Zweibriicken sentence example
- He died in 1799, and Maximilian Joseph, the head of the Zweibriicken branch, inherited Bavaria and the Palatinate.
- At the peace of Luneville Zweibriicken was ceded to France; on its reunion with Germany in 1814 the greater part of the territory was given to Bavaria, the remainder to Oldenburg and Prussia.
- Already on Stephen's death in 1459 this family had been divided into two branches, those of Simmern and of Zweibriicken, and in 1514 the latter branch had been divided into the lines of Zweibriicken proper and of Veldentz.
- Mention has already been made of a division of this family into two lines after 1459, and of a further division of the Zweibriicken line in 1514, when again two lines were founded.
- The junior of these, that of Veldentz, became extinct in 1694, but the senior, that of Zweibriicken proper, was still very flourishing.Advertisement
- Charles Theodore died without legitimate sons in 1799, and his successor was Maximilian Joseph, a member of the Birkenfeld branch of the Zweibriicken family, who later became king of Bavaria as Maximilian I.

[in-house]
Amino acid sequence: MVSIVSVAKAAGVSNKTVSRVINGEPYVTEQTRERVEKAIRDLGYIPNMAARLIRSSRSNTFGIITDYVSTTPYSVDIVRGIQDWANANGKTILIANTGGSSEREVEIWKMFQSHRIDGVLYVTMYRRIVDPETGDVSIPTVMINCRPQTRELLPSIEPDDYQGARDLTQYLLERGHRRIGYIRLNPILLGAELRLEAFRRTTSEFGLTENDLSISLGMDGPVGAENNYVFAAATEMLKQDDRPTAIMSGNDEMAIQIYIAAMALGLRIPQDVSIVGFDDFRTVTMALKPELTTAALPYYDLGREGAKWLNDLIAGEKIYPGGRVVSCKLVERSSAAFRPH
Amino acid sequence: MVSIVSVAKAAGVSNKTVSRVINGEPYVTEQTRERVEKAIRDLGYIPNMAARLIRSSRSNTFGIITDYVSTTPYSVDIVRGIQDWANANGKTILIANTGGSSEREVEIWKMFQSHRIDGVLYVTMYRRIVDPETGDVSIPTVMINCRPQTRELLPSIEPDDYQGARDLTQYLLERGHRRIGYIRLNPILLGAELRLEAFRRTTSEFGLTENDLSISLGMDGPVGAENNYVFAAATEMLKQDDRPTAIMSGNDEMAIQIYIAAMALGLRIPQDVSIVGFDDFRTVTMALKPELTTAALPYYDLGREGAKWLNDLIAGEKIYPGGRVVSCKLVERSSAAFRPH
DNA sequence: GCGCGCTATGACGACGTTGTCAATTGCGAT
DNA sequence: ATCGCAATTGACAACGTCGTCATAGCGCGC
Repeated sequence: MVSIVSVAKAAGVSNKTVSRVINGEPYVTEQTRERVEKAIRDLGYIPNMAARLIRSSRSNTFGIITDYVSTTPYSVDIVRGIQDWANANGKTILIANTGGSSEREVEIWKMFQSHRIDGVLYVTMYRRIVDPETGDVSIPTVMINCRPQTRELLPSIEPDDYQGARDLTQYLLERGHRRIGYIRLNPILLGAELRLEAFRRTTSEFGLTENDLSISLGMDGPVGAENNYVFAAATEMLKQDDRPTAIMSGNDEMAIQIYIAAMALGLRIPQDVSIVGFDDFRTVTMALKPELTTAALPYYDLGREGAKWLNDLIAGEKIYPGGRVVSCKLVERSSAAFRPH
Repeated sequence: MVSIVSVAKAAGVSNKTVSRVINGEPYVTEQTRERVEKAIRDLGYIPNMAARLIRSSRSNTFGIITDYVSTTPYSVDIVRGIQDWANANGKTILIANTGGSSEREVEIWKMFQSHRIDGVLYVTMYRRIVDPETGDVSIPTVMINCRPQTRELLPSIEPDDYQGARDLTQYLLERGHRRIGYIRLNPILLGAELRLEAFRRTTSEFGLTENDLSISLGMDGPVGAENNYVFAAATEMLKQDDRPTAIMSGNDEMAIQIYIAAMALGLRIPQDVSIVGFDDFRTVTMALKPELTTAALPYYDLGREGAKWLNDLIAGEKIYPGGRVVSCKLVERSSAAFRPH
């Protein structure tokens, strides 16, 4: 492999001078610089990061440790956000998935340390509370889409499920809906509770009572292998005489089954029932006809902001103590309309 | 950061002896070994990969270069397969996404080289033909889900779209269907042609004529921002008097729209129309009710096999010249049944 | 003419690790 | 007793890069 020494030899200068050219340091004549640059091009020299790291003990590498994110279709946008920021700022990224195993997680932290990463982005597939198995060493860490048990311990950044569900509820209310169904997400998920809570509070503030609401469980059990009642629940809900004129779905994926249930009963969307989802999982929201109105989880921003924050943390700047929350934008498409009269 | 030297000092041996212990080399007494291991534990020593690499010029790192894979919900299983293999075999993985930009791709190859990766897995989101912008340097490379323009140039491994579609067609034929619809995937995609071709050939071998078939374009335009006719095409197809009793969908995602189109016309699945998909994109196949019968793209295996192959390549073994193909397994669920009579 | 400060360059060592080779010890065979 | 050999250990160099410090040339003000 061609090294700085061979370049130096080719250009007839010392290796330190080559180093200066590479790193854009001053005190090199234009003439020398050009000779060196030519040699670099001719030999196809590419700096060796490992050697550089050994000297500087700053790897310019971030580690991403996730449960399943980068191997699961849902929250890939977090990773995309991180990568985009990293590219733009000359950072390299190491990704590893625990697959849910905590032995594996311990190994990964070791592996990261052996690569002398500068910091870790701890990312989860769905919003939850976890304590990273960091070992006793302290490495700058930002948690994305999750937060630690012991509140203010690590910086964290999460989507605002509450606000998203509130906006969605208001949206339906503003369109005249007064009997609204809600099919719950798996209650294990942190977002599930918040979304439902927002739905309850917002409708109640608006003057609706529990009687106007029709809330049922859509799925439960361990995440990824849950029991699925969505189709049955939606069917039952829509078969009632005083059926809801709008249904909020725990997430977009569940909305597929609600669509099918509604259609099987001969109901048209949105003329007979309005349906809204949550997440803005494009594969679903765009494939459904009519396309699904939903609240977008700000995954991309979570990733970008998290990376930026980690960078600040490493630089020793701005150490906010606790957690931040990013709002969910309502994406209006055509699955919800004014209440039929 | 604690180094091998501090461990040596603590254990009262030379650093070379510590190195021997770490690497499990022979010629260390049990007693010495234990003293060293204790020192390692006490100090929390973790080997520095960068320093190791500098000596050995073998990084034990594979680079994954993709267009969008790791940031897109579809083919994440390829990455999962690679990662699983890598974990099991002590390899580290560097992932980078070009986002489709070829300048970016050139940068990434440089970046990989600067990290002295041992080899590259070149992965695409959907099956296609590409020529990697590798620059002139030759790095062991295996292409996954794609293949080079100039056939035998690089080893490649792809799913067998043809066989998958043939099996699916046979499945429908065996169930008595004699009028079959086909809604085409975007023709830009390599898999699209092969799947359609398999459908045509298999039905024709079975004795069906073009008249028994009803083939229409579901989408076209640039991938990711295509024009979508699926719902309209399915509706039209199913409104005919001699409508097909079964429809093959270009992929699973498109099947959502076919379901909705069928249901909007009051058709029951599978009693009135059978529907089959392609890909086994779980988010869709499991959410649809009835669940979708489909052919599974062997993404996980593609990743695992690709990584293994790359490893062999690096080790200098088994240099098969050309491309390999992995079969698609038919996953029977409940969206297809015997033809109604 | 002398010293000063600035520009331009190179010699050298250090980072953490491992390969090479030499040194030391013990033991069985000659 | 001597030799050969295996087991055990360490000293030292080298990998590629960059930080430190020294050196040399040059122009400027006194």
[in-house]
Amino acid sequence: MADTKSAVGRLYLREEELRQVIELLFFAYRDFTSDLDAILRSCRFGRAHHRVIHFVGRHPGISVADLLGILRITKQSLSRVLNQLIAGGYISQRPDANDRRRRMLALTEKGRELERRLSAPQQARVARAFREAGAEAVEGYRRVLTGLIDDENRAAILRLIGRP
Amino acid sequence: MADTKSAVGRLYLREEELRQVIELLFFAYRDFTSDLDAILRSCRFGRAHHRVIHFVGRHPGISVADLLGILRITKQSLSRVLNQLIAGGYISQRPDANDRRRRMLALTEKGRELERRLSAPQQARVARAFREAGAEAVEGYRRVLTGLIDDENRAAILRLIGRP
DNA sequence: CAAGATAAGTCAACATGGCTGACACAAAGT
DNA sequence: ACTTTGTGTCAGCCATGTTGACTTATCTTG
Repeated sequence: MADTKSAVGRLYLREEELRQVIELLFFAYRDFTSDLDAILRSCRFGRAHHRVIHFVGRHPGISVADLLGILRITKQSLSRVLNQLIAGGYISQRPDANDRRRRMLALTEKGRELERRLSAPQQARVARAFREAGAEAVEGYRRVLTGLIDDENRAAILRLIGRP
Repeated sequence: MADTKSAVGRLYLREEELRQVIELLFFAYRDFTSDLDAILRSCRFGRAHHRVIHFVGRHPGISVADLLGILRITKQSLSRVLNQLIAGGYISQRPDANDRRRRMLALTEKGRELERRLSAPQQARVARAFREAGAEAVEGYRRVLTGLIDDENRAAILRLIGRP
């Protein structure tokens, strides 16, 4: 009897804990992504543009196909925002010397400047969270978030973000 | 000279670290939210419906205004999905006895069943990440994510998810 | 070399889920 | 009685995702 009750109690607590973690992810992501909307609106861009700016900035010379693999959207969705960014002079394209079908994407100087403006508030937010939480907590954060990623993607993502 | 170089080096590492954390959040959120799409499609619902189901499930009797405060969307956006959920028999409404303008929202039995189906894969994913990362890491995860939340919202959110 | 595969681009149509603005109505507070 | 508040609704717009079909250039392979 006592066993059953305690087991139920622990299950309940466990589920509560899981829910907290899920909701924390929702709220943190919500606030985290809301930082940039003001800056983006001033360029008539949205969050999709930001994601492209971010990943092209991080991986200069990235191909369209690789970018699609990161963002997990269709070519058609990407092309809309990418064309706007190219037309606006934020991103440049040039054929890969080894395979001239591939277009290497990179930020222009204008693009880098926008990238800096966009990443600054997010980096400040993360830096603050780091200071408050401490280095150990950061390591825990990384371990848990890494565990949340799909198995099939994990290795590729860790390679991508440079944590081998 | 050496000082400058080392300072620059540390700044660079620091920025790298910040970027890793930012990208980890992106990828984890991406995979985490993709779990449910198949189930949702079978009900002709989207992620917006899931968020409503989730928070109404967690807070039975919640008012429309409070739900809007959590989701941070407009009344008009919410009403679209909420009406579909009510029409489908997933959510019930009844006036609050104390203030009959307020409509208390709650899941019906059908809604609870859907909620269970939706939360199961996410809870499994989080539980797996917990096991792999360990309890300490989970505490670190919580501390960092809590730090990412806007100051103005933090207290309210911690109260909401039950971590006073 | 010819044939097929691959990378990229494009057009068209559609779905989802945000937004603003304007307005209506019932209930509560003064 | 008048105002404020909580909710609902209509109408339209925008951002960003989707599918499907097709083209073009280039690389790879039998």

- He accompanied the count palatine of Zweibriicken to Poland, and on his return to Paris he devoted himself to writing.
- The protests of the next heir, Charles, duke of Zweibriicken (Deux-Ponts), supported by the king of Prussia, led to the war of Bavarian succession.
- By the peace of Teschen (May 13th, 1779) the Inn quarter was ceded to Austria, and the succession secured to Charles of Zweibriicken.
- The elector was not unwilling, but the scheme was wrecked by the opposition of the heir to the Bavarian throne, the duke of Zweibriicken, in response to whose appeal Frederick the Great formed, on the 23rd of July 1785, a confederation of German princes (Fiirstenbund) for the purpose of opposing the threatened preponderance of Austria.Advertisement
- Of the latter's four sisters, the eldest (Marie Eleonore) was married to Albert Frederick, duke of Prussia, the second (Anna) to Philip Louis, count palatine of Neuburg, the third (Magdalena) to John, count palatine of Zweibriicken, and the fourth (Sybille) to Charles of Habsburg, margrave of Burgau.
- The town came into the possession of Zweibriicken in 1755 and later into that of Bavaria.
- Zweibriicken ("two bridges") is the Latin Bipontinum; it appears in early documents also as Geminus Pons, and was called by the French Deux-Ponts.
- At the ducal printing office at Zweibriicken the fine edition of the classics known as the Bipontine Editions was published (1 799 sqq.).